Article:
Consumers that are planning to shop for themselves and their loved ones during this holiday season should educate themselves on the various ways that scammers are looking to take advantage of their shopping habits, experts have said.
Werno Gevers, cybersecurity specialist at Mimecast, explained that the retail sector continues to be an attractive target for cybercriminals due to the strong financial motivation, increased e-commerce activity in light of the pandemic, and the potential to steal data or credentials.
Online shopping, he said, has steadily grown in recent years, but 2020 saw a significant increase due to the Covid-19 pandemic, as more people are staying home, spending time online, and avoiding venturing to physical stores if they can avoid it. Cybercriminals know this and are therefore likely to be out in full force this holiday shopping season.
Mimecast’s Threat Intelligence Centre found that, between January and October this year, Mimecast had detected and blocked more than one billion malicious threats, a more than 34 per cent increase over 2019. Cyberattacks in October were up 22 per cent over September, with retail and wholesale being the most targeted industry sector.
Similarly, Satnam Narang, principal research engineer at Tenable, said that while the impact of the pandemic and the low prices draw shoppers online, cybercriminals will be “chomping at the bit in anticipation of the boom.”
“The use of homoglyphs or ‘lookalike’ pages to fool consumers into submitting details remains a problem for consumers as these clever tactics are being used by cybercriminals to trick unsuspecting shoppers,” he said. “While legitimate sellers are present on social media sites, such as TikTok and Facebook, the sheer number of scams I’ve observed compels me to advise users to be cautious.”
Shoppers must be especially wary of “free” offers that come with a price, he added. These scams offer everything from free diet pills and performance enhancers to video games, headsets, and gift cards. “They use fake celebrity endorsements and fake news articles to dupe unsuspecting shoppers into providing credit card details in exchange for free goods, subjecting you to recurring subscription fees or other types of non-refundable charges.”
Another popular shopping scam that will rear its ugly head this holiday season involves dropshipping schemes. Dropshipped goods often include electronics, hardware, kitchen tools, clothing and accessories.
“The problem isn’t with dropshipping itself — the issue is that scammers are leveraging dropshipping to take advantage of unsuspecting consumers. These scammers promote heavily-discounted goods on social platforms; you could receive counterfeit goods, inferior quality items to that of the image or description shown, or the wrong product entirely. That’s assuming you receive anything at all,” Narang said.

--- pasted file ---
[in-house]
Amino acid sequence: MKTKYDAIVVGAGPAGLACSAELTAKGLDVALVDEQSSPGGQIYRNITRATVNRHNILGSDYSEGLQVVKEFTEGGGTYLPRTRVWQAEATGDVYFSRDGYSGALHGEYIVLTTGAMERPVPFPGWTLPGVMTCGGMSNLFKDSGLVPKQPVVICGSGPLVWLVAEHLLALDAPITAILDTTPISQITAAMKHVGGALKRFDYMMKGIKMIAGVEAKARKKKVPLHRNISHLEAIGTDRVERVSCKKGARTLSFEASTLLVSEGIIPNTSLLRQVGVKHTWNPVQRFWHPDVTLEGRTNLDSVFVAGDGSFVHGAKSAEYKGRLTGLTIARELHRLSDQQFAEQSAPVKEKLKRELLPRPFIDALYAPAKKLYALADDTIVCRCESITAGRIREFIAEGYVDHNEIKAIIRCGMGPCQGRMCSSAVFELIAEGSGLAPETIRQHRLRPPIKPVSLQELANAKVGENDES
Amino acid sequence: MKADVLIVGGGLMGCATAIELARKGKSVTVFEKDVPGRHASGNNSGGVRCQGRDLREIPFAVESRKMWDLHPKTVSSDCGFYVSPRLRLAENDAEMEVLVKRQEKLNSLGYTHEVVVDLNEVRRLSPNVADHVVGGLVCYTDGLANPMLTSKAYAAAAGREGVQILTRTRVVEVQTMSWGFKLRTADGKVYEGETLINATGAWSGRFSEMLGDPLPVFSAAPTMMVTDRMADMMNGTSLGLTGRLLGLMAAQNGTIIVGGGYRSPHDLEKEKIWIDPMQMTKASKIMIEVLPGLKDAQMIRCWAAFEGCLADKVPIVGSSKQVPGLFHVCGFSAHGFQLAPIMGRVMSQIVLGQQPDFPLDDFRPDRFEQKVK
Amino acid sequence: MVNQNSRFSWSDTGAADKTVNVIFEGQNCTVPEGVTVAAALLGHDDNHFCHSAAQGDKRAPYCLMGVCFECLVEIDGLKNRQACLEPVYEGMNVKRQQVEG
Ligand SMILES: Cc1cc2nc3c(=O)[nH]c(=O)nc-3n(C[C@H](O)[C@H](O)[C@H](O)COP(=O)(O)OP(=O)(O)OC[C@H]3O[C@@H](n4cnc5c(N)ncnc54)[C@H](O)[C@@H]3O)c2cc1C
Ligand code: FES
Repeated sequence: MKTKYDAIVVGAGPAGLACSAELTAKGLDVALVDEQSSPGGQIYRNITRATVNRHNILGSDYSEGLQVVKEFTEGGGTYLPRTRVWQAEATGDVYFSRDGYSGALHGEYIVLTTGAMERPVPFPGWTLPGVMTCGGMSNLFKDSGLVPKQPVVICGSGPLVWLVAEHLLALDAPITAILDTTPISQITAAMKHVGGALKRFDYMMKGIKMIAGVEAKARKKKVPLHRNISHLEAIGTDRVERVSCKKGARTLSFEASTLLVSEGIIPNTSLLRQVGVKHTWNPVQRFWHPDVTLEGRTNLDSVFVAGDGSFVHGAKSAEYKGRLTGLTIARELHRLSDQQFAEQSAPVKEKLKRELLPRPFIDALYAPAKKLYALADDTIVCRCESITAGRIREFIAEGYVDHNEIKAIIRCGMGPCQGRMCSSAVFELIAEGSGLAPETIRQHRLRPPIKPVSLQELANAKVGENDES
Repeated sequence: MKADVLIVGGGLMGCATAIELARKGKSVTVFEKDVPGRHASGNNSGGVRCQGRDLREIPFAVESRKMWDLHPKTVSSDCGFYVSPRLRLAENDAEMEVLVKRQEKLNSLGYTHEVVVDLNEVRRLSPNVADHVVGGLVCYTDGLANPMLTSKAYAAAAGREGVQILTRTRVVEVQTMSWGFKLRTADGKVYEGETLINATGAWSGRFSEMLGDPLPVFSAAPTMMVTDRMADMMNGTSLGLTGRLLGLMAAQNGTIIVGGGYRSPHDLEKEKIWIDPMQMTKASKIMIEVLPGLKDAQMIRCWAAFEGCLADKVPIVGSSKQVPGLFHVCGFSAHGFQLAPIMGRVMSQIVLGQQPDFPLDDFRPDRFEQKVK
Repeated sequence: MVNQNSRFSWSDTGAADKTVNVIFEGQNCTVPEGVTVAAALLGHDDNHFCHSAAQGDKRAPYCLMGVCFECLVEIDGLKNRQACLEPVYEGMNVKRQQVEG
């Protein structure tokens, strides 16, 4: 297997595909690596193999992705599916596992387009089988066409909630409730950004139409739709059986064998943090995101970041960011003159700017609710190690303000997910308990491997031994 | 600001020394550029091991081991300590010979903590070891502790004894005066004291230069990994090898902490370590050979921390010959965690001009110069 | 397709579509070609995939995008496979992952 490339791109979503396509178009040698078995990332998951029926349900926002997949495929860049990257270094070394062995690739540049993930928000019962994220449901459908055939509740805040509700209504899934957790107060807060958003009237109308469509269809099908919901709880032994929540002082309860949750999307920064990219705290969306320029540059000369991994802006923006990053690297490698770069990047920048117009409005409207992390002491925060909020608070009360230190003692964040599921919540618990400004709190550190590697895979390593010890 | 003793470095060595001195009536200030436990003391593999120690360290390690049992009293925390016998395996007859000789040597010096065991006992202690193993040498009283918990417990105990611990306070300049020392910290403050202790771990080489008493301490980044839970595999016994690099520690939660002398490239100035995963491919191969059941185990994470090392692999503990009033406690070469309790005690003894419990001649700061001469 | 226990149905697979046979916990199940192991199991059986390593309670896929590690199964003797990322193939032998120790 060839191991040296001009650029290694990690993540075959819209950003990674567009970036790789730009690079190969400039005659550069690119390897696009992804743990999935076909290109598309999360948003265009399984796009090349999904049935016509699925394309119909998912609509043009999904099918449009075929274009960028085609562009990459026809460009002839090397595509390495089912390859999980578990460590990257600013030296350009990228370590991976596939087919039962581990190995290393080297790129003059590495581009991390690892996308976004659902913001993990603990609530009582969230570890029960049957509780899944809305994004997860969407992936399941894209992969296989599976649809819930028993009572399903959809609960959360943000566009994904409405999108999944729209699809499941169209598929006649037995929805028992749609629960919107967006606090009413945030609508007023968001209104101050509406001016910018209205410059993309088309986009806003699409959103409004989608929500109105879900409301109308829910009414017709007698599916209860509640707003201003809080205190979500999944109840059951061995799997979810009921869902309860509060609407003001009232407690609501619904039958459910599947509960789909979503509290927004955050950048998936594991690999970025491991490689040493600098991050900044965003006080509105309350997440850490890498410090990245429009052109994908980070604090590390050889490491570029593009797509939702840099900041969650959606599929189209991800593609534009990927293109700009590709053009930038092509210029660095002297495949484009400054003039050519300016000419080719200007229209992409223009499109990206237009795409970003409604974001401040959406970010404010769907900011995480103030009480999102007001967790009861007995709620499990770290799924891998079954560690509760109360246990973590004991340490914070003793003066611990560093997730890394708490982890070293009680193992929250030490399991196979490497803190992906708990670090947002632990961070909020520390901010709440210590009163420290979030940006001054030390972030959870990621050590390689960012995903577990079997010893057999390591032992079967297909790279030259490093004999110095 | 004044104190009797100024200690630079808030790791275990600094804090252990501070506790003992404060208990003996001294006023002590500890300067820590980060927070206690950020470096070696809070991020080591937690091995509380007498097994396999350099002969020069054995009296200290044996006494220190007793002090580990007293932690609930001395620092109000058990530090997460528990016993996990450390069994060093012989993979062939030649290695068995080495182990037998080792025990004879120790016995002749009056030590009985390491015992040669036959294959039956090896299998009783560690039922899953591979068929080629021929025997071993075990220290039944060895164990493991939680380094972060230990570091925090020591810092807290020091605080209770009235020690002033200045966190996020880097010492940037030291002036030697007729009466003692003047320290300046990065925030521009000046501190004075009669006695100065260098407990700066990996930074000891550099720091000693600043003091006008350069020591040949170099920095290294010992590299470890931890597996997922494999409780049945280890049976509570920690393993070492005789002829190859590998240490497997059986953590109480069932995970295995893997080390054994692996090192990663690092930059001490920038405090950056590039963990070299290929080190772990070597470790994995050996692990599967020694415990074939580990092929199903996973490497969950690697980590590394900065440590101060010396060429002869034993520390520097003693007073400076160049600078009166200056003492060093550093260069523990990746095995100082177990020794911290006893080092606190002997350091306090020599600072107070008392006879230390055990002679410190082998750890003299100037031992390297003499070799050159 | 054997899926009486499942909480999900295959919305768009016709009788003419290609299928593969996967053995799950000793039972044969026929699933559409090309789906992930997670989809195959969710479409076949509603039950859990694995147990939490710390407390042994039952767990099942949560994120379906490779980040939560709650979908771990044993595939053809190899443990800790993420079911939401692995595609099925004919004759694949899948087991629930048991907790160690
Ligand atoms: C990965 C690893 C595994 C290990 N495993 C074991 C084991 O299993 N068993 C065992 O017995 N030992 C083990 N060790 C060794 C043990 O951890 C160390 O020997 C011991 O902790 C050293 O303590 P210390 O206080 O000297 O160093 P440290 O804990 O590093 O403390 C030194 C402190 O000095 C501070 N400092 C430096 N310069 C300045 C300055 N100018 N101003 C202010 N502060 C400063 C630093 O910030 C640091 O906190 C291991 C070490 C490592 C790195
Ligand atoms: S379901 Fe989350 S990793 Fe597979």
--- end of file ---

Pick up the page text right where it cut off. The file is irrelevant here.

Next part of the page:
“Before making any purchase through social platforms, first try to verify the source, for example check to see if the item is available directly from [third-party sites] at a deeper discount, read reviews to gauge customer sentiment, and when in doubt, shop from a reputable source.”
Both Narang and Gevers stressed that it is imperative that retailers take cyberthreats seriously to ensure that they are not undermined at this most critical time of the year.
“We are likely to see continued high levels of cyberattacks aimed at retail throughout the November and December shopping periods. Retailers need to take steps to ensure that their brands are not being hijacked online and used to launch cyberattacks on shoppers. By taking ownership, retail brands can prevent criminals from turning popular shopping festivals into a phishing frenzy. The damage to a company’s reputation following a successful online brand exploit can take a long time to repair, so it’s in the best interest of the organisation and its customers to take preventative measures,” Gevers said.
As part of its regular security research, Mimecast monitored 20 top global retail brands beginning on October 26, and found almost 14,000 recently registered, suspicious domains related to those retail brands. And new registrations continued during the observation period; on some days, Mimecast saw between 53 and 87 suspicious domains registered in one day for a single retailer.
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